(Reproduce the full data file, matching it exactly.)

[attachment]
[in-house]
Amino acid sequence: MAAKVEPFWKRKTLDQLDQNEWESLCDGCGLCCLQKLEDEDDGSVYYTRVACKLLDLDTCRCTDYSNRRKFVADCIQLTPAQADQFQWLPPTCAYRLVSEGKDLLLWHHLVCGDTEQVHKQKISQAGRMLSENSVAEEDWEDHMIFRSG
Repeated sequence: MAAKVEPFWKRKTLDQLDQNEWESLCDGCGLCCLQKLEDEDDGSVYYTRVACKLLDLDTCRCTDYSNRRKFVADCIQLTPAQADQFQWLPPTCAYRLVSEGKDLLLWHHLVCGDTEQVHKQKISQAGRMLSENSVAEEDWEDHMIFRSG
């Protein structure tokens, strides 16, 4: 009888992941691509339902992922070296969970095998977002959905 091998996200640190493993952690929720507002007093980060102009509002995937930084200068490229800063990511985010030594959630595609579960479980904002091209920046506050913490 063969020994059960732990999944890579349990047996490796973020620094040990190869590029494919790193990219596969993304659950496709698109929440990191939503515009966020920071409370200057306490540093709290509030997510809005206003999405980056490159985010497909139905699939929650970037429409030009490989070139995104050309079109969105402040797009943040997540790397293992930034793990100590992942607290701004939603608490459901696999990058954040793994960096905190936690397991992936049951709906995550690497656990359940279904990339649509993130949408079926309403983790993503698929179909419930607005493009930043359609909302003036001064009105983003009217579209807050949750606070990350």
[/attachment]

[in-house]
Amino acid sequence: MAAKVEPFWKRKTLDQLDQNEWESLCDGCGLCCLQKLEDEDDGSVYYTRVACKLLDLDTCRCTDYSNRRKFVADCIQLTPAQADQFQWLPPTCAYRLVSEGKDLLLWHHLVCGDTEQVHKQKISQAGRMLSENSVAEEDWEDHMIFRSG
Repeated sequence: MAAKVEPFWKRKTLDQLDQNEWESLCDGCGLCCLQKLEDEDDGSVYYTRVACKLLDLDTCRCTDYSNRRKFVADCIQLTPAQADQFQWLPPTCAYRLVSEGKDLLLWHHLVCGDTEQVHKQKISQAGRMLSENSVAEEDWEDHMIFRSG
């Protein structure tokens, strides 16, 4: 009888992941691509339902992922070296969970095998977002959905 091998996200640190493993952690929720507002007093980060102009509002995937930084200068490229800063990511985010030594959630595609579960479980904002091209920046506050913490 063969020994059960732990999944890579349990047996490796973020620094040990190869590029494919790193990219596969993304659950496709698109929440990191939503515009966020920071409370200057306490540093709290509030997510809005206003999405980056490159985010497909139905699939929650970037429409030009490989070139995104050309079109969105402040797009943040997540790397293992930034793990100590992942607290701004939603608490459901696999990058954040793994960096905190936690397991992936049951709906995550690497656990359940279904990339649509993130949408079926309403983790993503698929179909419930607005493009930043359609909302003036001064009105983003009217579209807050949750606070990350």